Like the walls of the Lincoln Memorial, the Tomb of the Unknowns is constructed with bright white marble from the Yule Quarry in Colorado. Neoclassical pilasters, wreaths, and Grecian figures decorate the marble panels. One panel is inscribed: HERE RESTS IN HONORED GLORY AN AMERICAN SOLDIER KNOWN BUT TO GOD.
Who Built the Tomb of the Unknowns?
- Architect: Lorimer Rich
- Fabricators: Craftsmen in Proctor, Vermont
- Sculptor: Thomas Hudson Jones
The six wreaths represent the six major battle campaigns of World War I:
- November 11, 1921: An unidentified soldier killed in France during World War I was buried beneath a marble slab at Arlington National Cemetery.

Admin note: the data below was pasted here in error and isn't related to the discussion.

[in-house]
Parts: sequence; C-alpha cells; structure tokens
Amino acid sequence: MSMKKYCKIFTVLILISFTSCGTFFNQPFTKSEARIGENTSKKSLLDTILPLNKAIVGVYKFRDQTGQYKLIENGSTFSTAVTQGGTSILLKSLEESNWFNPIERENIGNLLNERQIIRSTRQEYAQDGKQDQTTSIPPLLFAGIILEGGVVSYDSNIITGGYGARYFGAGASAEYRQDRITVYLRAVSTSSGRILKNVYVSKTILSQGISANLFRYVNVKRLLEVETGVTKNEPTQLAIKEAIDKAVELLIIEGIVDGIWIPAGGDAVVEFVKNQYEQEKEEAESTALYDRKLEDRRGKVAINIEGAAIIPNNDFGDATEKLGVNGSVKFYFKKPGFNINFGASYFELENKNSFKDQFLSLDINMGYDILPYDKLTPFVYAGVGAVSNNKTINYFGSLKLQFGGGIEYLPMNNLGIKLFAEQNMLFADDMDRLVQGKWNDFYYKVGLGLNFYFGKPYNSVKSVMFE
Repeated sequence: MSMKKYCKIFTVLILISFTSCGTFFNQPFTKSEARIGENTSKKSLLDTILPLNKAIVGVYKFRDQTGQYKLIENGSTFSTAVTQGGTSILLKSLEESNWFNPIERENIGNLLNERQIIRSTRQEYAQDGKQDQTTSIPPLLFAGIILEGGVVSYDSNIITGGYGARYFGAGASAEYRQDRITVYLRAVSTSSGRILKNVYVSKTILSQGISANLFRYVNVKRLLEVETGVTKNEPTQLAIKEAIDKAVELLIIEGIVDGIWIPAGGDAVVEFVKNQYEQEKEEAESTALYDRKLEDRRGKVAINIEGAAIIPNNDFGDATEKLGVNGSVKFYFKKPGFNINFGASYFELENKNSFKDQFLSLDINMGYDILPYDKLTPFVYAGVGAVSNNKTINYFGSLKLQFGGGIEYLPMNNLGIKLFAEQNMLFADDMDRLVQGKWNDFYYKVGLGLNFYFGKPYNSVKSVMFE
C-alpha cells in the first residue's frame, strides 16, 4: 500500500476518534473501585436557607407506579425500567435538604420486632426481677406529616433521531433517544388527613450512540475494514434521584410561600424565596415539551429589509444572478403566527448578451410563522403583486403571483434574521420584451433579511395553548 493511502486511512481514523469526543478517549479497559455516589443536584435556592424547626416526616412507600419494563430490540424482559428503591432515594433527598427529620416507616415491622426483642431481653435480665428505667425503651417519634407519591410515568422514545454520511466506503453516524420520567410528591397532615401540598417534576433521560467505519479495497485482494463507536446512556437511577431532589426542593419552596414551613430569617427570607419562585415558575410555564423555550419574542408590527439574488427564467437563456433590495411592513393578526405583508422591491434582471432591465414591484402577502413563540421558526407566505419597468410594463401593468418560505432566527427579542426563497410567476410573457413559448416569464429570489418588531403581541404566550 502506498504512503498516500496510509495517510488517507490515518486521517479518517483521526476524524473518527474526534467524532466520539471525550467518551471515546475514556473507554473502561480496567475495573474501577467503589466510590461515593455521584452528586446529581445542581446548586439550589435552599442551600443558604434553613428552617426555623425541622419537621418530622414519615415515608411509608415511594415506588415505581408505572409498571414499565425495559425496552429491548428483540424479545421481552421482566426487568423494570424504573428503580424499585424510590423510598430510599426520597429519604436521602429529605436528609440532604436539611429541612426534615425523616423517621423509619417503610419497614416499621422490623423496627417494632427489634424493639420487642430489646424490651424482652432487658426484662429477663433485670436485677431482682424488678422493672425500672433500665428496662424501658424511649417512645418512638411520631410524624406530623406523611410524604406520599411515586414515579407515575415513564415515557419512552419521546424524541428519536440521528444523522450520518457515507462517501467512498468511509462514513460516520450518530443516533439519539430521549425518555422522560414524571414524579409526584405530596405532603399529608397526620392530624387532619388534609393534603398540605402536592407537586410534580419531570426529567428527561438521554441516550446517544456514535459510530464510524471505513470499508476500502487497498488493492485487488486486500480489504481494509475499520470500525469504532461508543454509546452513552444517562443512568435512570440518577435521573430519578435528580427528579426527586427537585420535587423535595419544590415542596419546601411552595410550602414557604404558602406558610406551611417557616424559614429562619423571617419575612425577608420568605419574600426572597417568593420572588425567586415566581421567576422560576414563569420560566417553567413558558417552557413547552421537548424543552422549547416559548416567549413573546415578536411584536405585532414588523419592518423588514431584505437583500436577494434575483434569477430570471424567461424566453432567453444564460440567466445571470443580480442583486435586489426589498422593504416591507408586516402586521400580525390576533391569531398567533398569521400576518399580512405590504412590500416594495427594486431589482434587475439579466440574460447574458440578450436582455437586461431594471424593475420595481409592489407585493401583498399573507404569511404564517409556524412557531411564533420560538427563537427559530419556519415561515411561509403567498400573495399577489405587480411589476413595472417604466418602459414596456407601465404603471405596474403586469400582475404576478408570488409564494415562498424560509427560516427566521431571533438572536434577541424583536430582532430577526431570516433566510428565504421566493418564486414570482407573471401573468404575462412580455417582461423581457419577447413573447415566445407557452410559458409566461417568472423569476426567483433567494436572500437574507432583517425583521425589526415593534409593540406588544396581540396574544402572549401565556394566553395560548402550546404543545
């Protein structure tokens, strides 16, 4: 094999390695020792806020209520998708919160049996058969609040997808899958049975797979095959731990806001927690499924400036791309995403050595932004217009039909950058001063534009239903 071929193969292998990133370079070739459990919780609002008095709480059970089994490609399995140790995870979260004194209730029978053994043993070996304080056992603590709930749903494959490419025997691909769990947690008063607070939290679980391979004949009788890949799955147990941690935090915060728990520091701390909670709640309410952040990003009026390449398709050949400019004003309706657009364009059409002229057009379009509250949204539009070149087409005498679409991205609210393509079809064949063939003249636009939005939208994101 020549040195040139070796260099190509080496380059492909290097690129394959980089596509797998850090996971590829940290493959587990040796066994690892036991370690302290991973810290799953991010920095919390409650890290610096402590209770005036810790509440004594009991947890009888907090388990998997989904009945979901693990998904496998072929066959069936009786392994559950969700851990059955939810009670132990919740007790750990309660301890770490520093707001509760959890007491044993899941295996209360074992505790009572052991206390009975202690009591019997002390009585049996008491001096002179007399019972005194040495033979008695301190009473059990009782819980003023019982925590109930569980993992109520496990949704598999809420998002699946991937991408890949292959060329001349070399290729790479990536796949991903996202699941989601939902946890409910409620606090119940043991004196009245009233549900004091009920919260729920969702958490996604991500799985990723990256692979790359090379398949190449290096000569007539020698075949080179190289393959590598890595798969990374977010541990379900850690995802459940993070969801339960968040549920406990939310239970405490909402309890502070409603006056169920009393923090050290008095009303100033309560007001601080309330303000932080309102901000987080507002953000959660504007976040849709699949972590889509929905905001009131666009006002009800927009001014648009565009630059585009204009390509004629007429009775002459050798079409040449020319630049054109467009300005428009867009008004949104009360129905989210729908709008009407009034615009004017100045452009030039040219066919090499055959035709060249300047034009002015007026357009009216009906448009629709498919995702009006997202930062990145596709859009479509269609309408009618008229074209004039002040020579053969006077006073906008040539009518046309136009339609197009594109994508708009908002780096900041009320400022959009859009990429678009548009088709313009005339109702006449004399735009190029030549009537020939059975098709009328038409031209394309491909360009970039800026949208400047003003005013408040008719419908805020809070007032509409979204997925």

- November 11, 1932: A sarcophagus was installed over the unknown soldier's grave.
- May 30, 1958: An unknown soldier from World War II and an unknown soldier from the Korean War were buried beneath marble slabs set in the plaza beside the sarcophagus.
- May 28, 1984: A soldier from the Vietnam War was also buried beneath a marble slab set in the plaza beside the sarcophagus.
- May 14, 1998: The grave of the Vietnam soldier was exhumed. DNA testing revealed the soldier's identity as First Lieutenant Michael Blassie, United States Air Force. Now that he was longer unknown, Michael Blassie was interred elsewhere.
Although the Tomb of the Unknowns holds the remains of only a few individuals, the site honors the many unidentified men and women who gave their lives in armed conflict. Moreover, the Tomb of the Unknowns underscores America's commitment to account for all service members who are missing.
What was the first Tomb of Unknown Soldiers? >>
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